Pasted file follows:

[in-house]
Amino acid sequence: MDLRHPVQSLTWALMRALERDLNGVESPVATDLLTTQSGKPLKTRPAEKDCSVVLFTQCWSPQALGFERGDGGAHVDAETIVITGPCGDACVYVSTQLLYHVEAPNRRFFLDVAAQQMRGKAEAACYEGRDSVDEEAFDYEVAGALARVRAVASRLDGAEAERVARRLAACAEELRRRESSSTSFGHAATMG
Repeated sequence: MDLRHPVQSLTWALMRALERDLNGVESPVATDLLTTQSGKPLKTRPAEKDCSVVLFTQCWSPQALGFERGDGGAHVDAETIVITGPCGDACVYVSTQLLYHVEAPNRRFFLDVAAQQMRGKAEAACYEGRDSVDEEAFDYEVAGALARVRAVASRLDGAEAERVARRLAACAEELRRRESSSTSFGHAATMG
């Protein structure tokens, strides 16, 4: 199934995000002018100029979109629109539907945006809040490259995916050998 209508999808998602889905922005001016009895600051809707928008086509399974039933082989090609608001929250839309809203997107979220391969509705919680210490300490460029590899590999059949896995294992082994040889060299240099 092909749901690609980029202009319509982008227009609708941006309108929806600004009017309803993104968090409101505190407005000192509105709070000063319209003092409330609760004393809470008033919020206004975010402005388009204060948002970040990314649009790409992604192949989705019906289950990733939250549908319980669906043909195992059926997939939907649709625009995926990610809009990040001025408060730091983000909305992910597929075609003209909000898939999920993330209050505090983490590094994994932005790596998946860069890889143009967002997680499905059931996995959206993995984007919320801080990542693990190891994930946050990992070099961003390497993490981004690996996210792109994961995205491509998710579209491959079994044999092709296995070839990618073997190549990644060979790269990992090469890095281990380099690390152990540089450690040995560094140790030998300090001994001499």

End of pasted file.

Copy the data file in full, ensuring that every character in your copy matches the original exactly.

[in-house]
Amino acid sequence: MDLRHPVQSLTWALMRALERDLNGVESPVATDLLTTQSGKPLKTRPAEKDCSVVLFTQCWSPQALGFERGDGGAHVDAETIVITGPCGDACVYVSTQLLYHVEAPNRRFFLDVAAQQMRGKAEAACYEGRDSVDEEAFDYEVAGALARVRAVASRLDGAEAERVARRLAACAEELRRRESSSTSFGHAATMG
Repeated sequence: MDLRHPVQSLTWALMRALERDLNGVESPVATDLLTTQSGKPLKTRPAEKDCSVVLFTQCWSPQALGFERGDGGAHVDAETIVITGPCGDACVYVSTQLLYHVEAPNRRFFLDVAAQQMRGKAEAACYEGRDSVDEEAFDYEVAGALARVRAVASRLDGAEAERVARRLAACAEELRRRESSSTSFGHAATMG
């Protein structure tokens, strides 16, 4: 199934995000002018100029979109629109539907945006809040490259995916050998 209508999808998602889905922005001016009895600051809707928008086509399974039933082989090609608001929250839309809203997107979220391969509705919680210490300490460029590899590999059949896995294992082994040889060299240099 092909749901690609980029202009319509982008227009609708941006309108929806600004009017309803993104968090409101505190407005000192509105709070000063319209003092409330609760004393809470008033919020206004975010402005388009204060948002970040990314649009790409992604192949989705019906289950990733939250549908319980669906043909195992059926997939939907649709625009995926990610809009990040001025408060730091983000909305992910597929075609003209909000898939999920993330209050505090983490590094994994932005790596998946860069890889143009967002997680499905059931996995959206993995984007919320801080990542693990190891994930946050990992070099961003390497993490981004690996996210792109994961995205491509998710579209491959079994044999092709296995070839990618073997190549990644060979790269990992090469890095281990380099690390152990540089450690040995560094140790030998300090001994001499």